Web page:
• Charlie DeTar, Ph.D., Software Engineer

This report was reviewed by five academic reviewers in a double-blind, revise-and-resubmit peer review process chaired by Zeynep Tufekci, Assistant Professor at the University of North Carolina, Chapel Hill. The authors are deeply grateful for the detailed feedback and high standards of these reviewers, whose efforts have led to a much clearer, stronger report.
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Re: Reporting, Reviewing, and Responding to Harassment on Tw

Postby admin » Thu May 19, 2016 9:07 am


WAM! is an independent North American nonprofit dedicated to building a robust, effective, inclusive movement for gender justice in media, with chapters across the United States and Canada. For more information, visit

What change is needed to make the Internet safer for free speech and equal participation? Building on its experience and the findings from this report, WAM! has prepared recommendations for Twitter and technology company decision makers, along with resources for people facing harassment and abuse. Learn more at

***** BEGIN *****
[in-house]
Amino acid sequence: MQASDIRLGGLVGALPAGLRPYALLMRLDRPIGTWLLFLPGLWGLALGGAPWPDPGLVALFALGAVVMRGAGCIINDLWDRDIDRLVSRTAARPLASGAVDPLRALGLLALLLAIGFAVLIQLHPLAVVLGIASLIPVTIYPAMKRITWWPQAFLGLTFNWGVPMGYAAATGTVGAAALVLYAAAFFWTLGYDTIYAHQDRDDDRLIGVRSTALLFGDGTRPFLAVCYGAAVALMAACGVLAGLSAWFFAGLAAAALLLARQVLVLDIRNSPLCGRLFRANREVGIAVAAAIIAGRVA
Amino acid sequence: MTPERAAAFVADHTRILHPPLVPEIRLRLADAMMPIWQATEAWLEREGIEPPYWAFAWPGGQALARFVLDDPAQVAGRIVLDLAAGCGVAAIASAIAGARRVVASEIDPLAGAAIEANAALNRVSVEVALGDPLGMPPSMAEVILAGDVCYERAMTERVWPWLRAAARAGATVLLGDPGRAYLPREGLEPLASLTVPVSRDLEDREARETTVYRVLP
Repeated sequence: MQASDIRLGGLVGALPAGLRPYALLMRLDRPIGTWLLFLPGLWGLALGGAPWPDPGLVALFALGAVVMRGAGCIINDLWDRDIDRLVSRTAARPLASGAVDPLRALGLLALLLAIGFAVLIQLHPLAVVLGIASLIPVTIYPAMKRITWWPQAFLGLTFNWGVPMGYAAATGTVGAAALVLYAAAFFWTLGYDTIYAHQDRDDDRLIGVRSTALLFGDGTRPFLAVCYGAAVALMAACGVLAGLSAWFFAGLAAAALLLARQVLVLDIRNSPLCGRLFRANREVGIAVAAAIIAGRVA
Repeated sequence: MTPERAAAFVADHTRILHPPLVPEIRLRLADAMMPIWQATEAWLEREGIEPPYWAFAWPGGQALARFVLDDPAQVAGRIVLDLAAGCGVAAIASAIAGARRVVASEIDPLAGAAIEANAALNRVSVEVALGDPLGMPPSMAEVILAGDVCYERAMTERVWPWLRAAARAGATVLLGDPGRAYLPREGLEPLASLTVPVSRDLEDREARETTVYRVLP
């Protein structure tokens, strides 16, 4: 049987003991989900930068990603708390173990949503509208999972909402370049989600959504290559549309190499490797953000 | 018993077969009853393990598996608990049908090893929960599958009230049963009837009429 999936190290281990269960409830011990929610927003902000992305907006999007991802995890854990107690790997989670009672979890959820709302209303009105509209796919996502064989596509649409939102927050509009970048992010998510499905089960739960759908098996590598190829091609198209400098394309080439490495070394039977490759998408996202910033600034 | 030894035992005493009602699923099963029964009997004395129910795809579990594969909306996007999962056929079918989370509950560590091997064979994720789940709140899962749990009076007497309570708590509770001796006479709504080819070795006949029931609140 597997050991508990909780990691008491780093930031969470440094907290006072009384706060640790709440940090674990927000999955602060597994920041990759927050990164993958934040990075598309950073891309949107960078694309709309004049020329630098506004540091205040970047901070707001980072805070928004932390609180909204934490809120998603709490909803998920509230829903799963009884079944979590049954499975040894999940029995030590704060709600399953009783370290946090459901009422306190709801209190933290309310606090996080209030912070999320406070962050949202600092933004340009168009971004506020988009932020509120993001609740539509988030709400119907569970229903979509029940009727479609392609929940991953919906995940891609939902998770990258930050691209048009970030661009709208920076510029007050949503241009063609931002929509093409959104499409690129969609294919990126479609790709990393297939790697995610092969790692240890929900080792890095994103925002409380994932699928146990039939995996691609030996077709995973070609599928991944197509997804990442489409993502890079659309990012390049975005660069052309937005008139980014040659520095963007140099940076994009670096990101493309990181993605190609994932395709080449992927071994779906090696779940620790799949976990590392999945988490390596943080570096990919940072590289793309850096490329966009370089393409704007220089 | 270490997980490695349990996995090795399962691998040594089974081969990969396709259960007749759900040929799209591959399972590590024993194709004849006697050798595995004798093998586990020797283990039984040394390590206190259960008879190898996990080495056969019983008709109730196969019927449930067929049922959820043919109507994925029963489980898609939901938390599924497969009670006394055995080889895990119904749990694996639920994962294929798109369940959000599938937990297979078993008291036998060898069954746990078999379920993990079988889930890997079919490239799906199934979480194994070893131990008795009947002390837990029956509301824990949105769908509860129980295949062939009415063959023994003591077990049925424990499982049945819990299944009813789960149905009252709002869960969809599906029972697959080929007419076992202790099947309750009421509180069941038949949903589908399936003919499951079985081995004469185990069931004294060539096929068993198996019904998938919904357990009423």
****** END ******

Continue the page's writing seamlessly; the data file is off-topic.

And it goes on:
When people experience harassment online, from individual threats or invective to coordinated campaigns of harassment, they have the option to report the harassers and content to the platform where the harassment has occurred. Platforms then evaluate harassment reports against terms of use and other policies to decide whether to remove content or take action against the alleged harasser—or not. On Twitter, harassing accounts can be deleted entirely, suspended (with content made unavailable pending appeal or specific changes), or sent a warning. Some platforms, including Twitter and YouTube, grant “authorized reporters” or “trusted flaggers” special privileges to identify and report inappropriate content on behalf of others.